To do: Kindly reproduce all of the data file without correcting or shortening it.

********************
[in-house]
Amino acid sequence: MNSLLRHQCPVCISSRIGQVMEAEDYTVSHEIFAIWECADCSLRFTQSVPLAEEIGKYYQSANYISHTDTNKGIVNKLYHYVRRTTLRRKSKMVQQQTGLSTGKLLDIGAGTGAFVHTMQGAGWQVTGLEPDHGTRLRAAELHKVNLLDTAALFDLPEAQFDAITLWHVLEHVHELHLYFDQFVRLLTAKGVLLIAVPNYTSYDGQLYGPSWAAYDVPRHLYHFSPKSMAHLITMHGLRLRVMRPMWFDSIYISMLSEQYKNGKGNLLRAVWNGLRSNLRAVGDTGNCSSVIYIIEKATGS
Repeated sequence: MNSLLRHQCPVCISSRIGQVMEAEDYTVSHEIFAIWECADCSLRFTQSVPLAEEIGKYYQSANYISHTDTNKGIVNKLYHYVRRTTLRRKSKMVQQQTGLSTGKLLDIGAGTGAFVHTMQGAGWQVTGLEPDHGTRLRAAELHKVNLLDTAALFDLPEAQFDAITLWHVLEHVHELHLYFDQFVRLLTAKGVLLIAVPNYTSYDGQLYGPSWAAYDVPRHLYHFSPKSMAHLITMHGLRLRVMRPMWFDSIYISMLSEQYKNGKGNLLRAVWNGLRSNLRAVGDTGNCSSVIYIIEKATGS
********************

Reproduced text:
[in-house]
Amino acid sequence: MNSLLRHQCPVCISSRIGQVMEAEDYTVSHEIFAIWECADCSLRFTQSVPLAEEIGKYYQSANYISHTDTNKGIVNKLYHYVRRTTLRRKSKMVQQQTGLSTGKLLDIGAGTGAFVHTMQGAGWQVTGLEPDHGTRLRAAELHKVNLLDTAALFDLPEAQFDAITLWHVLEHVHELHLYFDQFVRLLTAKGVLLIAVPNYTSYDGQLYGPSWAAYDVPRHLYHFSPKSMAHLITMHGLRLRVMRPMWFDSIYISMLSEQYKNGKGNLLRAVWNGLRSNLRAVGDTGNCSSVIYIIEKATGS
Repeated sequence: MNSLLRHQCPVCISSRIGQVMEAEDYTVSHEIFAIWECADCSLRFTQSVPLAEEIGKYYQSANYISHTDTNKGIVNKLYHYVRRTTLRRKSKMVQQQTGLSTGKLLDIGAGTGAFVHTMQGAGWQVTGLEPDHGTRLRAAELHKVNLLDTAALFDLPEAQFDAITLWHVLEHVHELHLYFDQFVRLLTAKGVLLIAVPNYTSYDGQLYGPSWAAYDVPRHLYHFSPKSMAHLITMHGLRLRVMRPMWFDSIYISMLSEQYKNGKGNLLRAVWNGLRSNLRAVGDTGNCSSVIYIIEKATGS